Kendrick, by the way, is a free agent again. The Nationals passed on his option and added his name to the long list of free-agent hitters who are going to be at the mercy of the cold, unforgiving market this offseason. Kendrick is probably not the answer for the Redbirds. He’s 36 now and had a subpar 2020 season. But the player who becomes the 2019 edition of Kendrick in 2021 is exactly what the Cardinals need.
The free-agent list is intriguing now and will only grow as the early-December non-tender deadline looms.
Maybe the answer is Nelson Cruz. More than 380 major leaguers have totaled 400 or more at-bats since the start of the 2018 season. Only four on that list — Mike Trout, Christian Yelich, Fernando Tatis Jr. and Mookie Betts — have posted a higher slugging percentage during that time than Cruz’s .573. The DH in the NL is not yet guaranteed for 2021, but most seem to think it will return. Cruz, a free agent, is planning on returning for his age-40 season. Old? For baseball, yes. And that’s scary. It also means affordable. Cruz slashed .595 in 2020 while belting 16 homers in 2020. The Cardinals, for context, did not have a single batter who hit eight.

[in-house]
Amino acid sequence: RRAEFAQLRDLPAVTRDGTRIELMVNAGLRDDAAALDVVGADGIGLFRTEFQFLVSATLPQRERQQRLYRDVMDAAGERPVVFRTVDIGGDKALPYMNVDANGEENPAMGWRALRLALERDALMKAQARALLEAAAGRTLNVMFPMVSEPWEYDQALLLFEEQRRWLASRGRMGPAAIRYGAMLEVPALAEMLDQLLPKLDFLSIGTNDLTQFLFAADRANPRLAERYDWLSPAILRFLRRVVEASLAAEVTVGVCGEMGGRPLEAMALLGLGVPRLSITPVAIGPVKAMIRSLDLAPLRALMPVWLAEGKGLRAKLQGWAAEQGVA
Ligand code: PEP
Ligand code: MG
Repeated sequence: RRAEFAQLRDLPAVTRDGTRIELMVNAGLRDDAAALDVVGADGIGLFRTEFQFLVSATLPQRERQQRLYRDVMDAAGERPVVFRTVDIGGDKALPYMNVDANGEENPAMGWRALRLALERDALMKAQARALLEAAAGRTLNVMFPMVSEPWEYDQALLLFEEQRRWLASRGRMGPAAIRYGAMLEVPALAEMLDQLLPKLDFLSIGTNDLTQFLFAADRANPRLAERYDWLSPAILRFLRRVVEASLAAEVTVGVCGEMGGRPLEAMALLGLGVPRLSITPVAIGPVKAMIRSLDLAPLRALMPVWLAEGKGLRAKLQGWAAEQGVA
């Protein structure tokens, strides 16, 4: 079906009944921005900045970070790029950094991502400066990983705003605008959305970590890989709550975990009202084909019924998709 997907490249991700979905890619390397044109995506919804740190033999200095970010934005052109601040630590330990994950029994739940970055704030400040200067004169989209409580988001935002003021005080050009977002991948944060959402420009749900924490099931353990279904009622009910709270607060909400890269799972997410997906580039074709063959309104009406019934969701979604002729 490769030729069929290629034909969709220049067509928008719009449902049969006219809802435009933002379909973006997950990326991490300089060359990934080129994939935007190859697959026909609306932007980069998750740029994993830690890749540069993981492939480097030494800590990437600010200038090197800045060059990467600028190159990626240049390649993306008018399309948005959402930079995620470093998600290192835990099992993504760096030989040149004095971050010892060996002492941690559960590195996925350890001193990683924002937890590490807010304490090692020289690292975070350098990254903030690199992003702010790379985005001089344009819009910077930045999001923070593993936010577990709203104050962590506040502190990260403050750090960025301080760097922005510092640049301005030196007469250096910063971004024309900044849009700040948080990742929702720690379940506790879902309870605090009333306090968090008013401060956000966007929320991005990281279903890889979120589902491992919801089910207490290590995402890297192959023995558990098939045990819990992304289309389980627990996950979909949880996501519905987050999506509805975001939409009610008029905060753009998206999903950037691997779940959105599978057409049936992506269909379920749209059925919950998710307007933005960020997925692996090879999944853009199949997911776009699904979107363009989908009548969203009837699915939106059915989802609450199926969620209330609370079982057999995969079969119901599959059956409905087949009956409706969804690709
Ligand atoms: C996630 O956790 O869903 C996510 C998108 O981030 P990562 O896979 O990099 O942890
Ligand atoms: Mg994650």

Maybe the answer is Justin Turner. The Dodgers third baseman is expected to reunite with his longtime team, but what if the World Series champions swing a big trade for Rockies star Nolan Arenado? Turner, a free agent, could be on the move if that rumor gains traction. Turner likely turned off some suitors with how he behaved after testing positive for COVID during the final World Series game, but before he carried the virus toward the trophy celebration he spent the season averaging .307 with a .400 on-base percentage and a .460 slugging percentage. He’s averaged 26 home runs per 162 games since 2015. He could toggle between third base and designated hitter. He’s 36 now and far beyond a premier payday in terms of salary and contract length. For the Cardinals, that’s a plus.